M Night Shyamalan painted himself so badly into a corner being the twist guy his career inevitably took several steps back when he moved away from it. What’s that got to do with Chris Nolan, apart from him being the most likely successor to the crown Shyamalan once coveted (that of the 21st century Steven Spielberg)?
Starting with “Memento” and culminating with “Inception” and “Interstellar”, the quality that made Nolan one of the best writer/directors we have (let alone one of the best directors) was how beautifully constructed his screen stories were. He’s always been fascinated with the portrayal of the passage of time, and the way we perceive time provided the whole narrative backbone of Inception, but each film has seen him get better at making movies that have a Swiss watch quality, where every scene, character and line of dialogue provides the framework to tell a multilayered story and not a single asset is wasted.
“Dunkirk” represents a step back from the ironclad narrative style he’s long been perfecting – it’s a simpler tale told in a more straightforward manner. There’s still a strong element of it playing with the passage of time (the three main story threads are introduced with onscreen chapter headings that tell us they take place over the course of a week, a day and an hour) and the three narratives shift and overlap as the movie unfolds, but compared to Nolan’s other work, such a chronological dance is child’s play.
In fact it might be telling that this is the first movie in awhile where his brother and usual collaborator Jonah isn’t credited on the screenplay. Maybe the other Nolan was the secret sauce in all those beautifully built, tightly wound scripts all along.
If those are the qualities you usually love about Chris Nolan movies, you might consider “Dunkirk” a lesser effort in his canon. Characters and their dialogue are kept to such a minimum it almost feels like almost everyone – from award winners Mark Rylance and Kenneth Brannagh to newcomers like Fionn Whitehead and pop heartthrob Harry Styles – could be swapped out for anyone else without really affecting the end result.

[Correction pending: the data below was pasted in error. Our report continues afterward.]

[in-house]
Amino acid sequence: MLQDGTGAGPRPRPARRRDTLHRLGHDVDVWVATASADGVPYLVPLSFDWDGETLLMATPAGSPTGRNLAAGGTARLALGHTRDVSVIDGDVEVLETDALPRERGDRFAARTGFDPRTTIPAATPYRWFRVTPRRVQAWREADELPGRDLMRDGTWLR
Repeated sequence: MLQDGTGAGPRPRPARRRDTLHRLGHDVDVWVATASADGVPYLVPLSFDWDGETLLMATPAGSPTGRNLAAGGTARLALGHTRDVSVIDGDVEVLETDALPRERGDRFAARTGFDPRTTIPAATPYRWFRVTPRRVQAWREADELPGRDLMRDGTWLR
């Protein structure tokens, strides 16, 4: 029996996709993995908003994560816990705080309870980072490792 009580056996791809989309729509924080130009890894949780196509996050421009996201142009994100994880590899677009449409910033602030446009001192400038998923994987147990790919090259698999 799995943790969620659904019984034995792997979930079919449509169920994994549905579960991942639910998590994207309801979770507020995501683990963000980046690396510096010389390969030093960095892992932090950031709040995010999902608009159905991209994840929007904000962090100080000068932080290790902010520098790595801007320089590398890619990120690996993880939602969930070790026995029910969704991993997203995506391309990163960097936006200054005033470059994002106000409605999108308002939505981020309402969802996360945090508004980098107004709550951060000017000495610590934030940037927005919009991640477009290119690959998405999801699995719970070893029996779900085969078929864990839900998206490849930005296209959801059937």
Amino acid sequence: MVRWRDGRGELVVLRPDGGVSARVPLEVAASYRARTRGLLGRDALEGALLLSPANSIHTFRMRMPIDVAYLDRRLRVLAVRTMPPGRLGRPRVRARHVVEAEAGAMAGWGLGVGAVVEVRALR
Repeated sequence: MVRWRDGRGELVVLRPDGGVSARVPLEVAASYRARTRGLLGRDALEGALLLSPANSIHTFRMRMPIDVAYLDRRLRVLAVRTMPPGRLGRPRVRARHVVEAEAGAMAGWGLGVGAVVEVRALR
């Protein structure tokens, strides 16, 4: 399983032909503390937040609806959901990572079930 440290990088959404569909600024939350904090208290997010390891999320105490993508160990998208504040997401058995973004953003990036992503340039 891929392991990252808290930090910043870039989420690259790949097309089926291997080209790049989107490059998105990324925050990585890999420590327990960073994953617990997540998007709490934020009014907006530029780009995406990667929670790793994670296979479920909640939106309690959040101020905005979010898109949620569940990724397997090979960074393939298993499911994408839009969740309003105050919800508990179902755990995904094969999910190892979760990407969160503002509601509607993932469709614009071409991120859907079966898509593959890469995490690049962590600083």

Because Nolan is more interested here in screen images than stars or grandiose speeches (some of those that have appeared in other movies like dialogue from Bane or the Joker or “Interstellar’s” manifestos promoting brave exploration might have likewise come from brother Jonah), so if you love his movies because of his faultless eye, “Dunkirk” will be just as rich an experience . What he’s done with the mental architecture of dream logic, the inside of a black hole and Gotham City, he does here with the desperate evacuation of hundreds of thousands of soldiers from a French beach in 1940.
Even if you’ve never been a fan you can’t deny Nolan knows how to stage and compose a shot. The very first scene of a group of English soldiers walking tensely through deserted streets with leaflets raining down from the sky (dropped by Luftwaffe planes, warning them that they’re surrounded) is up there with the best work of Kubrick, and the rest of the movie rolls out sequences and shots that are just as arresting very consistently.
In what must have been one of the biggest physical production undertakings of any Hollywood movie filmed last year, they shot on the actual Dunkirk beachfront and in the English channel where it all happened, amassing an incredible array of warplanes and ships. If you know anything about movies you’ll know there must be a lot of digital effects in it, but as usual in Nolan’s work, they’re absolutely invisible.